Wine Start Menu in the Desktop Applications Menu

Scott Ritchie scott at
Sat Mar 12 20:09:52 CST 2005

One of the most commonly requested features for Wine is for Wine to be
aware of applications that put themselves into the Windows Start menu.

We've talked about it on the Wine lists before, but there have been some
difficulties.  The first is that we don't yet understand how to read
Windows shortcut files and interpret them: this can probably be overcome
with some work.

However, there are some other barriers to entry that are now turning
around thanks to the specs.

Here, I propose a short plan of action for getting Wine applications
into the Applications menu.  Some of these need to be done at the
distribution level and some need to be done within Wine.  When we have
it working nice and smoothly we can submit whatever changes we made to as well if they need to become a cross-distribution

Here's how I see we can do this in Ubuntu:

1) Create a new Menu entry in the .menu file
at /usr/share/gnome-app-install/  This one will be
named "Windows Applications" and will need to point to two locations
for .desktop files: system-wide ones, and user-specific ones.
Instructions for how to do this are here:

2) Create some Wine .desktop files that can go
in /usr/share/applications that will be readable by this menu entry.
These will be for system-wide Wine apps that are common to all users.
This will include Wine's own apps (like the configuration tool and the
uninstaller) as well as packages which depend on Wine (such as

1 and 2 will get us some nice launch icons for the important pieces of
Wine that most users aren't yet aware of (such as the new uninstaller
and winecfg tools).  Combined with Wine's ability to make desktop
launcher icons when a program says to install an icon on the desktop,
this should be a fairly good start at making Wine console-free.

3.) The menu specification can also point to a new location in the local
user's .wine directory, probably something like ~/.wine/menu.  Here
we'll have the user-specific .desktop files that link to the Windows
applications that user has installed.  Once we figure out how to make
Wine build a start menu and translate the shortcuts into .desktop files,
they can be created there.  These files can be kept up to date (such as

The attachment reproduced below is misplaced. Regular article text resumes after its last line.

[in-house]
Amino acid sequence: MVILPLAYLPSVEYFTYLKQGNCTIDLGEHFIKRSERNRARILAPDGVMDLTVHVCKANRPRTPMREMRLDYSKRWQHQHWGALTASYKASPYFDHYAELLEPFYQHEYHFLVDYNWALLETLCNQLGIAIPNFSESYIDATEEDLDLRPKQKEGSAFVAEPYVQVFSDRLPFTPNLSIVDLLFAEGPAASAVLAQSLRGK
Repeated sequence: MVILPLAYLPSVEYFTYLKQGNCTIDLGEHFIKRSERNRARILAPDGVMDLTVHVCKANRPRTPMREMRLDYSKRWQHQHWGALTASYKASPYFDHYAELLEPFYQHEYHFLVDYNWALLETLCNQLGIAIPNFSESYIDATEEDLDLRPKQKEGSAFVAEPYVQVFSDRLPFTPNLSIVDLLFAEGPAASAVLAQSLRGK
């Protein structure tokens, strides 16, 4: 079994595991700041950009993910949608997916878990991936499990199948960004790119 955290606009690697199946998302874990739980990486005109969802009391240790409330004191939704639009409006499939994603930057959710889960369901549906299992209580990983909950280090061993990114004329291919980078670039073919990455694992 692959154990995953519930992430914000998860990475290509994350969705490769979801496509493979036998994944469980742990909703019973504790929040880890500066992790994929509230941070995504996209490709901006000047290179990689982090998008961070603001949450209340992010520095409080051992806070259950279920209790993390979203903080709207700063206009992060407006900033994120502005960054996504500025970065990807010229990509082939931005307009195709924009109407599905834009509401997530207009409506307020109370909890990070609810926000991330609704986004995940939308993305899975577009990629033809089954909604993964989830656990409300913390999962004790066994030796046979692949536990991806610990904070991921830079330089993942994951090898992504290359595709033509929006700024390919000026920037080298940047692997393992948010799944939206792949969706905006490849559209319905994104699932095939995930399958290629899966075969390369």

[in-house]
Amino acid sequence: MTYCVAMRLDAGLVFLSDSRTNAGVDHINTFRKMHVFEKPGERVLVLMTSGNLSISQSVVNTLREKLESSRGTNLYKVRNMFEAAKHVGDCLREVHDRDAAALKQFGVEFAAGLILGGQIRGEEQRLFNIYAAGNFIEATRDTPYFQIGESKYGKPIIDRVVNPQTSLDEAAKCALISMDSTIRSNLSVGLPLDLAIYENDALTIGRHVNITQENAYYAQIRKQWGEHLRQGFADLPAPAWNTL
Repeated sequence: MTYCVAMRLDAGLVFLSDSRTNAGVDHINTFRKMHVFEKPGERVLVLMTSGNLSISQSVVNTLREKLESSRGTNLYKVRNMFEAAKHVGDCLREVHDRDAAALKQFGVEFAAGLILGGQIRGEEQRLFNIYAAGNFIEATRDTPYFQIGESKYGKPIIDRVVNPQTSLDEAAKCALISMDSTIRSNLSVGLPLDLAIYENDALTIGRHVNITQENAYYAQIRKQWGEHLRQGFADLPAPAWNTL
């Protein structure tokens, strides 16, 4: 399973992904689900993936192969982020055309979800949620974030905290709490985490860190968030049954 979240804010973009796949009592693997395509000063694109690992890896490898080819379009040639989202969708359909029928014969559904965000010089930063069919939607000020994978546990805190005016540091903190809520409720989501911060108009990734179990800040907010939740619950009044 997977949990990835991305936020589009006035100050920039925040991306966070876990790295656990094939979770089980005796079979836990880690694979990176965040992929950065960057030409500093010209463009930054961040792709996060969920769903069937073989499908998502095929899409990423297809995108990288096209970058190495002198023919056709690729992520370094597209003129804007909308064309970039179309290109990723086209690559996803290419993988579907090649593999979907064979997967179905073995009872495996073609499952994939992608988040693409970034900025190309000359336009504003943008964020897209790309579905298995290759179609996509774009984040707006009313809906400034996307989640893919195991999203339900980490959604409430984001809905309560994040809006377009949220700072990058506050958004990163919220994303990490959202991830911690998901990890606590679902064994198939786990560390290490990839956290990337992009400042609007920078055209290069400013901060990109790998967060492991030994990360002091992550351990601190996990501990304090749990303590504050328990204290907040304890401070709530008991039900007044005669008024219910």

when a user installs a new windows application) by the wineserver
program.  What will then tell Gnome to update the applications menu
(since new .desktop files will have been created) I'm not sure yet.

4.) Once we get all that working, then we can start playing around with
icons.  This should be fairly easy to translate across platforms.  It
would be nice to have icons that Windows apps install available
centrally - this could perhaps be another dekstop integration task on
the Wine todo list.

5.) Different architecture issues.  One of these days a working amd64
version of the Wine packages will be available (perhaps whenever I
manage to afford a new amd64 computer).  It's entirely doable to make it
work transparently, once the upstream quirks in compiling Wine on 64 bit
get worked out.  We can also install 32 bit libraries (so we can run 32
bit windows programs) in a way similar to what we do with Open Office.

The PowerPC version of the packages, however, is another issue.
Obviously, we can't make Wine work with i386-compiled apps on PPC,
however we can make it work with Winelib ones.  If I ever finish
packaging up eMule after getting it to compile in Winelib, a PPC Wine
package version could put the .desktop files into the same place as
Winetools goes, and then put eMule right there alongside it on PPC.
Alternatively, on PPC we could just not use the new Windows Applications
submenu altogether, and instead put Winelib apps like eMule in a normal
place like Applications->Internet.

I still have no idea exactly who is going to do which part of this work,
or when, but it all seems like the right way forward to me.  Comment is
very appreciated.

Scott Ritchie

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